Patten stirs row on academic freedom, chancellor role

Hong Kong’s last British governor Chris Patten has raised hackles in Hong Kong by claiming the autonomy of local universities is being reined in because of students’ involvement in the pro-democracy Umbrella Movement.

Patten had said in an article published on 23 February entitled "The Closing of the Academic Mind" for the opinion site Project Syndicate that “universities in China and Hong Kong are faced with threats to their autonomy and freedom not from within, but from an authoritarian government”.

Referring to Hong Kong, where he was governor from 1992 to 1997, he said: “The rationale seems to be that, because students strongly supported the pro-democracy protests in 2014, the universities where they study should be brought to heel, so the city's government blunders away, stirring up trouble, clearly on the orders of the government in Beijing.”

But in a sharp rebuke issued on Wednesday the Hong Kong government insisted it “attaches great importance to upholding academic freedom and institutional autonomy”.

The Hong Kong government said academic freedom was “an important social value treasured by Hong Kong” and safeguarded by Hong Kong’s mini-constitution known as the Basic Law. “It is also a cornerstone of the success of the higher education sector.”

The Hong Kong Education Bureau said Patten’s claim that the city was acting on Beijing’s orders was “totally groundless and sheer fabrication”.

Chancellor role

Patten further inflamed the Hong Kong authorities by referring to the Hong Kong chief executive’s role as chancellor – a particularly sensitive issue at present when the position of Hong Kong’s unpopular Chief Executive CY Leung as chancellor of the public funded universities is being questioned by students and university staff because of perceived political interference in university governance since the 2014-15 pro-democracy protests, popularly known as the Umbrella Movement.

Patten wrote: “Universities should be bastions of freedom in any society. They should be free from government interference in their primary purposes of research and teaching; and they should control their own academic governance. I do not believe it is possible for a university to become or remain a world-class institution if these conditions do not exist.”

He claimed that although he was chancellor of Hong Kong’s universities while he was Hong Kong governor, at the time he had said it would be better for universities to choose their own constitutional heads.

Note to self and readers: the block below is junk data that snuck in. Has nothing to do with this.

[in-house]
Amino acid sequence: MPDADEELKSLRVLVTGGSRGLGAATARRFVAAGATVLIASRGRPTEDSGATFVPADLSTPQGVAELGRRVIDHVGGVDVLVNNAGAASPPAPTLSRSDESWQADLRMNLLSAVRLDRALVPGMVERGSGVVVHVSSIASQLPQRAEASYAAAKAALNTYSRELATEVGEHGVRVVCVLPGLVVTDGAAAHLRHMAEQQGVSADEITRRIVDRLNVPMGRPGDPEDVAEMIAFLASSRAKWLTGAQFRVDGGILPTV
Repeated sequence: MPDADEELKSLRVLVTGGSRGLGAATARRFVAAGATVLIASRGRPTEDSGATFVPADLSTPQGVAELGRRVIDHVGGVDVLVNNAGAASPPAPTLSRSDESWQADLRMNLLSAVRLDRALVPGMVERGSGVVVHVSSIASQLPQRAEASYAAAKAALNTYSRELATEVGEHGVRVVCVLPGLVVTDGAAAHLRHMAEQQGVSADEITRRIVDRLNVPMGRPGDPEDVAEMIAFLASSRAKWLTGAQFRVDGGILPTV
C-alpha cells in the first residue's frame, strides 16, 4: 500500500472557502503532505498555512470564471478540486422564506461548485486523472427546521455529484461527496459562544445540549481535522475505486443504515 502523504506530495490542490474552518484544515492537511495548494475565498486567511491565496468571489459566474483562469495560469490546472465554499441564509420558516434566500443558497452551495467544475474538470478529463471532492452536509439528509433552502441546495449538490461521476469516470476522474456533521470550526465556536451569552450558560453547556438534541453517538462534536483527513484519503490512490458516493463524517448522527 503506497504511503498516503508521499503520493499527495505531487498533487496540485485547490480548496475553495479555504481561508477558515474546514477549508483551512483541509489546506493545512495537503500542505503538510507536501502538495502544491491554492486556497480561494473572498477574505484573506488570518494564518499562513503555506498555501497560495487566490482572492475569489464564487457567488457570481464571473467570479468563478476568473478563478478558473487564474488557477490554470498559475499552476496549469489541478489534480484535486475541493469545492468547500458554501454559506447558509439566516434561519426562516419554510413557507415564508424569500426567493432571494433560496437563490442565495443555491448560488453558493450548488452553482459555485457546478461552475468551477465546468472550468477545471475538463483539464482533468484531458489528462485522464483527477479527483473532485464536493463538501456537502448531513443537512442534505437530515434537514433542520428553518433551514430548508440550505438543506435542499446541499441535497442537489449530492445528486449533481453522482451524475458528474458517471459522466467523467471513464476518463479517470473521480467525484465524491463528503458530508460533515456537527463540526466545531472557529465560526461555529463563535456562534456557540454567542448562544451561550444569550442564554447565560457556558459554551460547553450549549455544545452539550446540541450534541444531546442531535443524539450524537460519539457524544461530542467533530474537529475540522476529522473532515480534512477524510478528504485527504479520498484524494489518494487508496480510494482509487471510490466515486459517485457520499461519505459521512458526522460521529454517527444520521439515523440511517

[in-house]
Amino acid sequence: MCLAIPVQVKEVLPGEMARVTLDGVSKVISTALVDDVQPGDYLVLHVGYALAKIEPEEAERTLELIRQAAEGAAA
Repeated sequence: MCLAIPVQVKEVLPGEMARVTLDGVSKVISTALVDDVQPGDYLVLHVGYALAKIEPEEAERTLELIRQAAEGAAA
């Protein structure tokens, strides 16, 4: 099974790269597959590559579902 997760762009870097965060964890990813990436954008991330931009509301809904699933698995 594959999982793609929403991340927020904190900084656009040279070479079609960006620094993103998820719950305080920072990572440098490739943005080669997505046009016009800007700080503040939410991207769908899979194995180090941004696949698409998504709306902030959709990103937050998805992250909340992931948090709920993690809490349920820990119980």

“The universities would not allow me to resign gracefully,” said Patten, who is currently chancellor of Oxford University, UK.

Staff and students are campaigning for changes to the power of Hong Kong’s chief executive as ex officio chancellor to appoint members of university governing councils.

Some 25,000 staff in the eight publicly funded universities will vote next month on whether ordinances should be revised to drop the rule that the Hong Kong chief executive is automatically a member of the institutions’ governing councils and to propose increasing the proportion of elected student and staff members on university councils.

While any changes would still have to be approved by Hong Kong’s legislative council, the vote is being seen as a crucial referendum on university sentiment on the chief executive’s role.
But the Hong Kong government disputed Patten’s version saying the British colonial government had enshrined this role in legislation.

In its statement on 24 February, the Hong Kong Education Bureau said when Patten was governor in the 1990s he had in fact reaffirmed the “statutory mechanism for the governor to be the chancellor of all government-funded universities in Hong Kong, and this mechanism was enshrined through legislation”.

The mechanism “was not abolished at the time of Hong Kong’s return to China [in 1997], therefore the current practice of the chief executive being the chancellor of the government-funded universities precisely stems from the then governor Patten’s decision”, it said.


Richard Armour, secretary-general of Hong Kong’s University Grants Committee, or UGC, which advises the Hong Kong government on the publicly funded higher education sector, told University World News on Wednesday: “I don’t sense that any of our universities feel threatened,” either systemically or from mainland China.

“One of the UGC’s jobs is to make sure that protection is in place for the whole [higher education system], not just institutional autonomy and academic freedom, so that the system stays distinct and well-regarded globally.”

He said Hong Kong’s institutions had over 100 years of freedom. “Maintaining it the way it is, is in everybody’s interest,” he said with reference to global rankings which put several Hong Kong universities among the top in Asia.